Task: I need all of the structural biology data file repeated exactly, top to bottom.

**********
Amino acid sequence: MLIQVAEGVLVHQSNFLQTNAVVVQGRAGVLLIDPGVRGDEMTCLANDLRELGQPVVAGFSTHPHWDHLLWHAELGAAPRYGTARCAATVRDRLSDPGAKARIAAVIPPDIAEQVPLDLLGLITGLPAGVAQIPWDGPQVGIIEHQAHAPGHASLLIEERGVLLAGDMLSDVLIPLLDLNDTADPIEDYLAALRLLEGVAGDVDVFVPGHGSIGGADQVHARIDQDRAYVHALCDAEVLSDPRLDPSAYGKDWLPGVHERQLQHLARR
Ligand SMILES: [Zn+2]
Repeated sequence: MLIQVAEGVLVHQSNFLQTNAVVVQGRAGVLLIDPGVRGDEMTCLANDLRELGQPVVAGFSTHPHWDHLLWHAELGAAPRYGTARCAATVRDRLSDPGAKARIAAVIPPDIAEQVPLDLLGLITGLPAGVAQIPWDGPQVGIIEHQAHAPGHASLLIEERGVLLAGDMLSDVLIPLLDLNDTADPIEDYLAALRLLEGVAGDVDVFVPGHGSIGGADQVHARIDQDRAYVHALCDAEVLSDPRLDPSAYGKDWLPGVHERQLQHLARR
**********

Amino acid sequence: MLIQVAEGVLVHQSNFLQTNAVVVQGRAGVLLIDPGVRGDEMTCLANDLRELGQPVVAGFSTHPHWDHLLWHAELGAAPRYGTARCAATVRDRLSDPGAKARIAAVIPPDIAEQVPLDLLGLITGLPAGVAQIPWDGPQVGIIEHQAHAPGHASLLIEERGVLLAGDMLSDVLIPLLDLNDTADPIEDYLAALRLLEGVAGDVDVFVPGHGSIGGADQVHARIDQDRAYVHALCDAEVLSDPRLDPSAYGKDWLPGVHERQLQHLARR
Ligand SMILES: [Zn+2]
Repeated sequence: MLIQVAEGVLVHQSNFLQTNAVVVQGRAGVLLIDPGVRGDEMTCLANDLRELGQPVVAGFSTHPHWDHLLWHAELGAAPRYGTARCAATVRDRLSDPGAKARIAAVIPPDIAEQVPLDLLGLITGLPAGVAQIPWDGPQVGIIEHQAHAPGHASLLIEERGVLLAGDMLSDVLIPLLDLNDTADPIEDYLAALRLLEGVAGDVDVFVPGHGSIGGADQVHARIDQDRAYVHALCDAEVLSDPRLDPSAYGKDWLPGVHERQLQHLARR